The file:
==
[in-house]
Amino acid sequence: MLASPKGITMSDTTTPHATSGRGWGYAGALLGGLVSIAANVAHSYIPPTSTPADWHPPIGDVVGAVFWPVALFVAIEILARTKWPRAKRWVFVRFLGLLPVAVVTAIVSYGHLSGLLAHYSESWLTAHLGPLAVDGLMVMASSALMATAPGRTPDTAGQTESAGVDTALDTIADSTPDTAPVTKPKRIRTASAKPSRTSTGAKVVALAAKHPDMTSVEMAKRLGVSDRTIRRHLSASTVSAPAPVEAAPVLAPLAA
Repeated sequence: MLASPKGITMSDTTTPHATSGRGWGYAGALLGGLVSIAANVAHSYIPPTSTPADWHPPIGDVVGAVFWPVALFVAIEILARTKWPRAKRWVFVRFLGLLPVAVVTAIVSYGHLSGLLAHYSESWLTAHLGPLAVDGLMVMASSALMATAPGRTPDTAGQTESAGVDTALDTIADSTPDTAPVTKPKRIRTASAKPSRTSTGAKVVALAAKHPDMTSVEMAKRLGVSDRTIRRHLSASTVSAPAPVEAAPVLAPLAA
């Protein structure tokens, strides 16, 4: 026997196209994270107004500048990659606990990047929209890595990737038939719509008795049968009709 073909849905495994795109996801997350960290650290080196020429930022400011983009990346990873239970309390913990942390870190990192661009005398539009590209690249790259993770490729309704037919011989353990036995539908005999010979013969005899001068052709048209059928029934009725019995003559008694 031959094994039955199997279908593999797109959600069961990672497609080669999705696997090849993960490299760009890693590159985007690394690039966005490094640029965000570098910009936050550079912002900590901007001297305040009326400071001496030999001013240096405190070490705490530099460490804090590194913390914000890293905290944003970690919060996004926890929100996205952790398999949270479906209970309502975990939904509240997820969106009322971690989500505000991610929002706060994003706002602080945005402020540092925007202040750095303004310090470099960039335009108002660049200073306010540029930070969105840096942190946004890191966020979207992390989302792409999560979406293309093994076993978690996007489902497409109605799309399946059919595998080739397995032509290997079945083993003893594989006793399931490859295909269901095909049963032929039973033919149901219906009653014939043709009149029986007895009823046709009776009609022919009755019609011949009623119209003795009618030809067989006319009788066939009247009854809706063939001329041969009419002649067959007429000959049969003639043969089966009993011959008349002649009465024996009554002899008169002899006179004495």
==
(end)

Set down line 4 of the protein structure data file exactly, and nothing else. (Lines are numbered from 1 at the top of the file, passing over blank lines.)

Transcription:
């Protein structure tokens, strides 16, 4: 026997196209994270107004500048990659606990990047929209890595990737038939719509008795049968009709 073909849905495994795109996801997350960290650290080196020429930022400011983009990346990873239970309390913990942390870190990192661009005398539009590209690249790259993770490729309704037919011989353990036995539908005999010979013969005899001068052709048209059928029934009725019995003559008694 031959094994039955199997279908593999797109959600069961990672497609080669999705696997090849993960490299760009890693590159985007690394690039966005490094640029965000570098910009936050550079912002900590901007001297305040009326400071001496030999001013240096405190070490705490530099460490804090590194913390914000890293905290944003970690919060996004926890929100996205952790398999949270479906209970309502975990939904509240997820969106009322971690989500505000991610929002706060994003706002602080945005402020540092925007202040750095303004310090470099960039335009108002660049200073306010540029930070969105840096942190946004890191966020979207992390989302792409999560979406293309093994076993978690996007489902497409109605799309399946059919595998080739397995032509290997079945083993003893594989006793399931490859295909269901095909049963032929039973033919149901219906009653014939043709009149029986007895009823046709009776009609022919009755019609011949009623119209003795009618030809067989006319009788066939009247009854809706063939001329041969009419002649067959007429000959049969003639043969089966009993011959008349002649009465024996009554002899008169002899006179004495």